Most sensible people consider it a jolly Halloween tradition that poses a danger no graver than getting a squirt of water up your nose.See how the tone of the 'news' article is set by the intro - if you disagree with the Mail, you disagree with sensible, jolly, traditional folk.
And now - boo, hiss - enter the baddy in the second paragraph:
But now apple bobbing has fallen foul of the health and safety police – with participants advised to wear goggles, remove stalks and use bottled water.Playing the villain is opthalmologist Parwez Hossain. Pfft. Opthalmologists, eh? What do they know about eye injuries?
Mr Hossain said three people were admitted to the hospital with apple bobbing injuries last year. He added: ‘Casualty staff have seen children and adults turning up on Halloween with scratches on the cornea and eye injuries from impacts caused by apple bobbing.'Oh, OK, he knows a fair bit. But don't listen to him, kids, he's the health and safety police. Like the police, only without any authority, and speaking in a purely advisory capacity, partly because we asked him to. Listen instead to 'Hallowe'en enthusiast' Ben Richards:
‘I’ve done apple bobbing for years and never had any problems’Ben has clearly got his wires crossed, and thinks that Mr Hossain (boo, hiss) was saying that absolutely everyone who bobs for apples will be injured.
Less enthusiastic about Hallowe'en, but probably more so about apples, is Adrian Barlow, chief executive of English Apples and Pears, who said:
'I have never heard of anybody suffering an injury as a result of apple bobbing.'Speak to Mr Hossain, he saw three last year.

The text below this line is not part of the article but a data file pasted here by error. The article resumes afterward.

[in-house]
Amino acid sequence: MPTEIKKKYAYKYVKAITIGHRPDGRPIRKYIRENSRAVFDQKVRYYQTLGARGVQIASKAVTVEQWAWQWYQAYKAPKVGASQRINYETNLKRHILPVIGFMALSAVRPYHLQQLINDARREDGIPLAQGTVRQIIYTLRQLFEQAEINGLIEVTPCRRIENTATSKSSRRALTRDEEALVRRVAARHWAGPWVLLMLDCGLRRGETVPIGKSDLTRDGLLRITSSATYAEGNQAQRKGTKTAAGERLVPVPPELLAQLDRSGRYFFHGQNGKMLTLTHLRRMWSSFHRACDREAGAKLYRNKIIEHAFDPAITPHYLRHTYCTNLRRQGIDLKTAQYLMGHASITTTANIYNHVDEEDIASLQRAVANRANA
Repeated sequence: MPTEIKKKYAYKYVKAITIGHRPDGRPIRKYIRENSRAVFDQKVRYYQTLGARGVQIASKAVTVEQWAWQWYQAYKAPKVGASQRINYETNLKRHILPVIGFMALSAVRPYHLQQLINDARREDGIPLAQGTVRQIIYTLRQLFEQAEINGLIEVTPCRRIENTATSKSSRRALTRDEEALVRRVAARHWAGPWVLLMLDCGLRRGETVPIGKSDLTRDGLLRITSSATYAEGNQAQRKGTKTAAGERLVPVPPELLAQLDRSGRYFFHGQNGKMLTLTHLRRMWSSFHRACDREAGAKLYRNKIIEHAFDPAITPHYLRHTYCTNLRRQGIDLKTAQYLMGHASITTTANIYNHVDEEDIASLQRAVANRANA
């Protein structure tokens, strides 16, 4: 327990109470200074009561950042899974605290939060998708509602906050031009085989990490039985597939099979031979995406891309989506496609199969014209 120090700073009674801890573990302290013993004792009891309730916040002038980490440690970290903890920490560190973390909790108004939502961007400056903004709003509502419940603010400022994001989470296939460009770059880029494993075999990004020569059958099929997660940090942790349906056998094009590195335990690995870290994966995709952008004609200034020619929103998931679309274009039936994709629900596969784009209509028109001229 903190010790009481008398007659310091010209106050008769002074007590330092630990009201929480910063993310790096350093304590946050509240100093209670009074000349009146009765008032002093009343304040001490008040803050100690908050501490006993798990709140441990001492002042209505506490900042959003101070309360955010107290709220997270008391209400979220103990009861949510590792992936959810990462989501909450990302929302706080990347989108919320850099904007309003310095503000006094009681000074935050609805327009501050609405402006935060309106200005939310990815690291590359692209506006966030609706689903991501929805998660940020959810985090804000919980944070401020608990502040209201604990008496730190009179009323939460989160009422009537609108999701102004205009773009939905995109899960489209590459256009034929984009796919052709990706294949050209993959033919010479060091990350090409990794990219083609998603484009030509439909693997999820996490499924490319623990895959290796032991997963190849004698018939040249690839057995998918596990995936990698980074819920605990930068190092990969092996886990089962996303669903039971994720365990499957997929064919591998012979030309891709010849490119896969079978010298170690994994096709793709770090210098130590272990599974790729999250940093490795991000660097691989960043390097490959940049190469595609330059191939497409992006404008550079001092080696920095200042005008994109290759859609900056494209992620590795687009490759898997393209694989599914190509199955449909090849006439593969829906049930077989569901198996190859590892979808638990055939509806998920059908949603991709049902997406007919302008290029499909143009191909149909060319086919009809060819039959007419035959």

The punchline of the article is a crescendo of further Hallowe'en health and safety 'horrors', culminating in:
[The hospital trust] advised care when using glow sticks because the contents can cause irritation if splashed in the eye.Yeah, you know what? I think I'll probably actually take that one seriously.
And it's two for the price of one. Accompanying this article is a short piece about champion swimmer Alex Crossland-Robins, 10, who has been 'banned from wearing goggles in the pool under health and safety rules'.
Turns out it's policy to let children get used to the feel of water in their eyes - so they are less likely to panic if they find themselves in deep water without goggles, presumably. Oh, and it only applies in Alex's school swimming lessons - he can wear goggles whenever he likes on his own time.
He's pictured with about a dozen medals and trophies and is obviously dead good at swimming and that. I doubt he won those competitions in school time, so it's completely incongruous to link his 'champion' status with his school's rules about goggles.
Never mind though, the die has been cast and the narrative established. By next week, Littlejohn will be riffing on apple bobbing being banned by Muslim lesbian PC do-gooders - and the facts will be nothing but a distant memory.